Debit: The trouble is, the current bubble is far bigger than the bubbles that led to both the Dot Com crash and the GFC – which means the pain will be far worse. To get a flavor for just how much worse, we need to fast forward to 2019, when the market value of all stocks held by American households and nonprofits was $54 trillion; today, it’s $80 trillion. That’s a $26 trillion increase – in just three years. If just half of that increase was retraced in a bear market, that would result in more than $13 trillion of lost wealth. Hey … I think I hear something in the distance. Could it be? Well … whatever it is, the music is getting louder. (h/t: Ghostbuck via TF Metals Report)

Debit: And to think all is this is happening because the Fed has scared the markets by “daring” to raise the Fed Funds rate by just 75 basis points to a figure that’s still less than 2% – despite inflation raging near 17%. Can you imagine where the markets – and the economy – will end up if the Fed ever raised rates high enough to actually save the dollar? After all, the Dow is now in the midst of an unprecedented downturn that has seen it finish 11 of the past 12 weeks in the red. On the bright side, the Fed really seems to think it’s got inflation running scared:

Credit: Unfortunately, as asset manager Egon VonGreyerz noted this week, when the financial system really starts to come unglued, “the Fed – which has reacted 10 years too late – won’t save investors. Instead they’ll offer more pain in the form of higher rates and more tightening. Of course, the Fed will panic at some point by lowering rates and injecting more fake money into the system – but it will be much too late, as no amount of fake money can save a system which is morally and financially bankrupt.” Indeed. And that means, ultimately, the only one capable of preserving your wealth is … you.

By the Numbers

As inflation continues to surge, here is the latest sampling of commodities with some of the biggest year-to-date price changes :

+141% Natural gas

+91% Gasoline

+61% Oil

+45% Iron Ore

+39% Wheat

+39% Nickel

+33% Soybeans

+30% Corn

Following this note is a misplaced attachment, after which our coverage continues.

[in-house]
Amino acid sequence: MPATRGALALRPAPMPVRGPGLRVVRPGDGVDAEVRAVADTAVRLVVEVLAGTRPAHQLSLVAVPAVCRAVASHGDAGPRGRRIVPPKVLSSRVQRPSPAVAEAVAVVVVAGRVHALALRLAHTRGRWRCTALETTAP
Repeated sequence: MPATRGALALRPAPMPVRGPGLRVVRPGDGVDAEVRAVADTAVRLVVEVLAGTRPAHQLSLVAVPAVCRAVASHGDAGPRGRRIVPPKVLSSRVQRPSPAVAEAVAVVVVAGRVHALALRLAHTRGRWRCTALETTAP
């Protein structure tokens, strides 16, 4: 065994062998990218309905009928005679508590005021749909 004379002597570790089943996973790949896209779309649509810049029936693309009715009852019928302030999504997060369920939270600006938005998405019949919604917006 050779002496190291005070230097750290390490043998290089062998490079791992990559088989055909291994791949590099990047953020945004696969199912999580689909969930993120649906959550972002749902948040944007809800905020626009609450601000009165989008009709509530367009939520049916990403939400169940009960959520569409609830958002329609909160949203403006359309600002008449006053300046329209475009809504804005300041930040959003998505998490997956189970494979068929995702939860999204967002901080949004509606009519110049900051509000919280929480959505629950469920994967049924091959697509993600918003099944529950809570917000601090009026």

+30% Cotton

Source: Yahoo!Finance

The Question of the Week

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Last Week’s Poll Result

Are you planting or expanding a food garden this year?

More than 1900 Len Penzo dot Com readers answered last week’s poll question and it turns out that slightly less than half said they planned on planting or expanding a food garden this year. Compare that to the data from a recent survey by Garden Pals where 35% of American households said they grow vegetables, fruits, and other food at home.

If you have a question you’d like to see featured here, please send it to me at [email protected] and be sure to put “Question of the Week” in the subject line.

Useless News: Sunday Dinner

Three grown kids, all successful, agreed to a Sunday dinner in their Mom and Dad’s honor.

“Happy Anniversary Mom and Dad!” gushed son number one. “Sorry I’m running late. I had an emergency at the hospital with a patient – you know how it is – and so I didn’t have time to get you a gift.”

“Not to worry,” said the father. “The important thing is we’re all together today.”

Son number two arrived. “You and Mom look great, Dad! Unfortunately, I just flew in from Chicago between two very important depositions, and so I didn’t have time to shop for you.”

“It’s nothing,” said the father. “We’re glad you were able to come.”

Just then the daughter arrived. “Hello and happy anniversary, Mom and Dad! I’m really sorry, but my boss is sending me out of town and I got so busy packing that I didn’t have time to get you anything.”

After they had finished dessert, the father said, “There’s something your mother and I have wanted to tell you for a long time. You see, we were really poor, but we managed to send each of you to college. Through the years your mother and I knew we loved each other very much, but we just never found the time to formally get married.”

The three children gasped in unison. Then the eldest son said, “This is unbelievable! So you’re telling us that we’re bastards?”

“Yep,” said the father. “Cheap ones, too.”

(h/t: Just the Facts)

More Useless News

Here are the top — and bottom — five Canadian provinces and territories in terms of the average number of pages viewed per visit here at Len Penzo dot Com over the past 30 days:

1. Quebec (2.10 pages/visit)
2. Nova Scotia (2.05)
3. Nunavut (2.00)
4. Ontario (1.86)
5. British Columbia (1.74)

9. Yukon (1.33)
10. Northwest Territories (1.25)
11. Manitoba (1.24)
12. Prince Edward Island (1.20)
13. Saskatchewan (1.12)

Whether you happen to enjoy what you’re reading (like those crazy Canadiens in Quebec, eh) — or not (ahem, all you hosers living on the frozen Saskatchewan tundra) — please don’t forget to:

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Letters, I Get Letters

Every week I feature the most interesting question or comment — assuming I get one, that is. And folks who are lucky enough to have the only question in the mailbag get their letter highlighted here whether it’s interesting or not! You can reach me at: [email protected]

This week GC disputed my claim that whirlpool tubs are for suckers:

I’m not sure what you are talking about. Sure, you have to clean it a lot but, wow, you have to keep it clean anyway.

Thank you. I rest my case.

If you enjoyed this edition of Black Coffee and found it to be informative, please forward it to your friends and family. Thank you! 😀

Photo Credit: stock photo

Len Penzo